Office of Research Integrity

HRPP 4.4 Medical Devices Risk Determination Policy and Procedures

Policy Name:  Medical Devices Risk Determination Policy and Procedures
Approved:
Effective Date:01/27/2012Page 1 of 5Section: HRPP 4.4
/Replaced Policy: 12/01/2009

I.  POLICY

A. Introduction

This guide section details the policies and procedures established at MUSC for evaluating the risk in use of medical devices in human subjects .

B. Regulations 

1.  The IRB will determine if an investigational device is a "significant risk" (SR) or a "nonsignificant risk" (NSR).

2. A SR device will have a documented IDE number issued by the FDA before used in human research.

3. Off-label use of a marketed device in human research requires documented FDA review of the proposed use within the context of the research.

4. A protocol using a NSR device may be expedited if it fits the definition of "minimal risk" and fits one of the federally defined categories of research that may be approved by expedited review (21 CFR 56.110).

II. DEFINITIONS

Definitions of the following terms used in this section may be found in HRPP Guide Section 1.3 - Definition of terms

A. Medical Device

B. Investigational Device

C. Investigation Device Exemption (IDE)

D. 510K device

E. Significant Risk Investigational Device

F. Nonsignificant Risk Device

G. Medical Device Class

III. MAJOR DIFFERENCES BETWEEN SIGNIFICANT RISK AND NONSIGNIFICANT RISK DEVICE STUDIES

A. Significant Risk (SR) Device Studies

1. SR device studies must follow all the IDE regulations at 21 CFR 812.

2. SR device studies must have an IDE application approved by FDA before they may proceed.

B. Nonsignificant Risk (NSR) Device Studies

1. NSR device studies must follow the abbreviated requirements at 21 CFR 812.2(b).

2. These abbreviated requirements address labeling, IRB approval, informed consent, monitoring, records, reports, and prohibition against promotion. However, there is no need to make progress reports of final reports to FDA.

3. NSR device studies do not have to have an IDE application approved by FDA.

4. Sponsors and IRBs do not have to report the IRB approval of an NSR device study to the FDA. Thus the IRB's NSR determination is important because the IRB serves as the FDA's surrogate for review, approval, and continuing review of the NSR device studies. An NSR device study may start at MUSC as soon as the MSUC IRB reviews and approves the study and without prior approval by the FDA.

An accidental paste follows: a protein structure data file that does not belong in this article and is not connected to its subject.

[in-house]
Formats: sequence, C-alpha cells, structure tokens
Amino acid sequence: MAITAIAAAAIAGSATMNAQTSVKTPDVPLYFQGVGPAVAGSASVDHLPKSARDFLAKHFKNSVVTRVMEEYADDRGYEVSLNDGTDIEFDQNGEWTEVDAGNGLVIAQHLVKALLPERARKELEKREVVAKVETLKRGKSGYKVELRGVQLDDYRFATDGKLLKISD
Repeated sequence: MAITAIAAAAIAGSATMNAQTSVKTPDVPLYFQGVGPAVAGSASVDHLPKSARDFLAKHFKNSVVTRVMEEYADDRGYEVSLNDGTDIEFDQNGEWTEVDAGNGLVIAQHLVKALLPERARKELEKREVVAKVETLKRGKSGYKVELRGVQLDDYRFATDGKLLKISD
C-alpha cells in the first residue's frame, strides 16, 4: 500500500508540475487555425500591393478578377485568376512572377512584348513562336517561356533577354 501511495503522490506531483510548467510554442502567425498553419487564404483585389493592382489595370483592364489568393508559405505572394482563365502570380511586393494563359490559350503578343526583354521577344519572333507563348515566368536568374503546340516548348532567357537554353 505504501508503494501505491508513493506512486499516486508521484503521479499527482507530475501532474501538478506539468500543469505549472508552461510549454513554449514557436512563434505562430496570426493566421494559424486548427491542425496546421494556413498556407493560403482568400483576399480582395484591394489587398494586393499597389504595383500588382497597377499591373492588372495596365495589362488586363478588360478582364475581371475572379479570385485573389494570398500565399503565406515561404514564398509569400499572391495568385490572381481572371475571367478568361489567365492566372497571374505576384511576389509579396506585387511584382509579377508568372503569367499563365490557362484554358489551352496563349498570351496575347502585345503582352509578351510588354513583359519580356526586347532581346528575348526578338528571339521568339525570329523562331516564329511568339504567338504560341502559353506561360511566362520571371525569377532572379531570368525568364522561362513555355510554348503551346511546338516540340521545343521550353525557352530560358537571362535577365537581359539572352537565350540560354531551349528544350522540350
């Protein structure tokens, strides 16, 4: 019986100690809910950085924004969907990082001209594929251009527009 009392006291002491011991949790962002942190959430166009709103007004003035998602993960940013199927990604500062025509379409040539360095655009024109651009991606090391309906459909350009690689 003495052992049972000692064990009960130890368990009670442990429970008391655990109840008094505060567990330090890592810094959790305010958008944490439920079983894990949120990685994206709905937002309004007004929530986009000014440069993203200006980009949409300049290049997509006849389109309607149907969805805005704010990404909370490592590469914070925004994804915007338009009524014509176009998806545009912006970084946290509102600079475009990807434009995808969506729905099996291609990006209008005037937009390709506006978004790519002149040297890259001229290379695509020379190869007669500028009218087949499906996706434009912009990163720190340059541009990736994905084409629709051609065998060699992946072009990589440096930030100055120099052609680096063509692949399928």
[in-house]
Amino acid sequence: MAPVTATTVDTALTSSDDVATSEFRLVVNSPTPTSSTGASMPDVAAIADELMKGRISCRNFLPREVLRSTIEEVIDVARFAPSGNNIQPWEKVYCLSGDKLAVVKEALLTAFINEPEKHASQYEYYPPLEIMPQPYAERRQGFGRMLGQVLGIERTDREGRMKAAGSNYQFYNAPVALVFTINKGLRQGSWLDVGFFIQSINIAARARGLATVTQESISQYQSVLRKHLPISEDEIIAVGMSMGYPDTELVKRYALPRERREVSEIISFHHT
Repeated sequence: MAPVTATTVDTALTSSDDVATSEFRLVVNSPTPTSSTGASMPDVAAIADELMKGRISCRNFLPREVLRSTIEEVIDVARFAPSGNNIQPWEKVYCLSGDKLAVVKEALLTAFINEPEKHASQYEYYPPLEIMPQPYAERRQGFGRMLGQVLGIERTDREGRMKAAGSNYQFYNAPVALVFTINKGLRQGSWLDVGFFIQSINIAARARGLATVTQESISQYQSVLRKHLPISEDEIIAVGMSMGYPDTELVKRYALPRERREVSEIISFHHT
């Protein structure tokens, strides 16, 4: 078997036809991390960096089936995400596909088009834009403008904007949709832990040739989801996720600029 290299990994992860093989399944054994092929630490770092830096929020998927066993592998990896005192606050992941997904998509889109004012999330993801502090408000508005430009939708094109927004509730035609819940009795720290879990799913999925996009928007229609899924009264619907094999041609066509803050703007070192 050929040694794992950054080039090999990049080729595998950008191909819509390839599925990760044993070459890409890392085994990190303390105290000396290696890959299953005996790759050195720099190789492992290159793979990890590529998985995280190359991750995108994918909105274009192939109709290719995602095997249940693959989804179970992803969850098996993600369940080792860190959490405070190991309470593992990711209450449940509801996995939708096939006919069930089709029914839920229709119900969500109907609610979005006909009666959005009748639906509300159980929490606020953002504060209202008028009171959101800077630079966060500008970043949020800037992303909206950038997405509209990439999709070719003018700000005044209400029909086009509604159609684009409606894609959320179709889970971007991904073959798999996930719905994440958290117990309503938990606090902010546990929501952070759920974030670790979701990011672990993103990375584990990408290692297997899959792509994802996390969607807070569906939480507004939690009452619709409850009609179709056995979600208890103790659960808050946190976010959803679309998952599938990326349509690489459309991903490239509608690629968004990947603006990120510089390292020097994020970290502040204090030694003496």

IV. PROCEDURES

A. Principal Investigator Submission

1. The Principal Investigator conducting research that involves use of a medical device selects "Investigation of medical device, instrument, machine, computer program or other device, FDA approved or non-FDA approved, including HUD" on the Application Checklist SmartForm page in the IRB application submission.

2. The Principal Investigator will complete the appropriate Device Smartform application pages if the research involves an investigational device provided by a sponsor/investigator sponsor; the Principal Investigator will submit documentation of the IDE number issued by the FDA to the sponsor and a current curriculum vitae.

3. The Principal Investigator will complete the appropriate Device Smartform application pages if the research involves the use of a device approved by the FDA as a 510k device.

4. If the Principal Investigator is requesting the IRB to determine if an investigational device is a NSR, the Principal Investigator will complete the appropriate Device Smartform application page and include the following:

a) an explanation as to why the device is a NSR including supporting literature evaluating the risks,